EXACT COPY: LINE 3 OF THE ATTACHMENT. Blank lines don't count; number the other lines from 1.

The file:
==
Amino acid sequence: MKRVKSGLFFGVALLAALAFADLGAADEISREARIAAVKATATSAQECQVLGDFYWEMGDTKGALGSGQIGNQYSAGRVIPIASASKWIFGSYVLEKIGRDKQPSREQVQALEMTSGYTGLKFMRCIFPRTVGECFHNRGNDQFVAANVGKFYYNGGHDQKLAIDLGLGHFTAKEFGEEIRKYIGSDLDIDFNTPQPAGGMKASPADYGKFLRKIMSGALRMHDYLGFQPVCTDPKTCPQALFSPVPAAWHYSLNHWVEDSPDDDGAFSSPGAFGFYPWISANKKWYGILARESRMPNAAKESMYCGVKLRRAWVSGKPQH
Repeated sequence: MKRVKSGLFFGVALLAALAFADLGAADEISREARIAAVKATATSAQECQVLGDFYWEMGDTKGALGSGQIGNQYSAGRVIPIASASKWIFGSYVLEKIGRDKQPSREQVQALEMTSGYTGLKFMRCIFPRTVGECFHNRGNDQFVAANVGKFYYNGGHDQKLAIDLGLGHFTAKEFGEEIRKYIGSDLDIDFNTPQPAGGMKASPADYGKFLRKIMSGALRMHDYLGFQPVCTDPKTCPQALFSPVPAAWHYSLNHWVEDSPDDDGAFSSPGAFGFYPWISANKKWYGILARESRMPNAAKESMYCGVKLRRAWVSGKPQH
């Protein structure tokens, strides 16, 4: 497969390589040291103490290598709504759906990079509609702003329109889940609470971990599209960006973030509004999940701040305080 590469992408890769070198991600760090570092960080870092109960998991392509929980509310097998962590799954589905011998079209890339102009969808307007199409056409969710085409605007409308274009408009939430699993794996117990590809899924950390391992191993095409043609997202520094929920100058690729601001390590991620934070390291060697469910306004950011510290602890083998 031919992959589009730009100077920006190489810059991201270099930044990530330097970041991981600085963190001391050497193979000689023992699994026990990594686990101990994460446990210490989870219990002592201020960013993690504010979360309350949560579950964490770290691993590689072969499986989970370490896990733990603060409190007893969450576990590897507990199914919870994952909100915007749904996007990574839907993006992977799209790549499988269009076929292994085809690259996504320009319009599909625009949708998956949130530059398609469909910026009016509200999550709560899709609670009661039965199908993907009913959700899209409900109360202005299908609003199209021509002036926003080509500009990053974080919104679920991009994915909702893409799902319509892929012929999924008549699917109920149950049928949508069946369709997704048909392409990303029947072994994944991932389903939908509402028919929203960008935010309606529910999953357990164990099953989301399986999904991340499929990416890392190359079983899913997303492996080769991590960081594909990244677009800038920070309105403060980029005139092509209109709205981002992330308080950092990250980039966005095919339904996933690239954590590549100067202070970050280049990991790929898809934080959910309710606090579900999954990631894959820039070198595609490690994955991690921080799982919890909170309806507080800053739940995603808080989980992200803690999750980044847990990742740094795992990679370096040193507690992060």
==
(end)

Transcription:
């Protein structure tokens, strides 16, 4: 497969390589040291103490290598709504759906990079509609702003329109889940609470971990599209960006973030509004999940701040305080 590469992408890769070198991600760090570092960080870092109960998991392509929980509310097998962590799954589905011998079209890339102009969808307007199409056409969710085409605007409308274009408009939430699993794996117990590809899924950390391992191993095409043609997202520094929920100058690729601001390590991620934070390291060697469910306004950011510290602890083998 031919992959589009730009100077920006190489810059991201270099930044990530330097970041991981600085963190001391050497193979000689023992699994026990990594686990101990994460446990210490989870219990002592201020960013993690504010979360309350949560579950964490770290691993590689072969499986989970370490896990733990603060409190007893969450576990590897507990199914919870994952909100915007749904996007990574839907993006992977799209790549499988269009076929292994085809690259996504320009319009599909625009949708998956949130530059398609469909910026009016509200999550709560899709609670009661039965199908993907009913959700899209409900109360202005299908609003199209021509002036926003080509500009990053974080919104679920991009994915909702893409799902319509892929012929999924008549699917109920149950049928949508069946369709997704048909392409990303029947072994994944991932389903939908509402028919929203960008935010309606529910999953357990164990099953989301399986999904991340499929990416890392190359079983899913997303492996080769991590960081594909990244677009800038920070309105403060980029005139092509209109709205981002992330308080950092990250980039966005095919339904996933690239954590590549100067202070970050280049990991790929898809934080959910309710606090579900999954990631894959820039070198595609490690994955991690921080799982919890909170309806507080800053739940995603808080989980992200803690999750980044847990990742740094795992990679370096040193507690992060």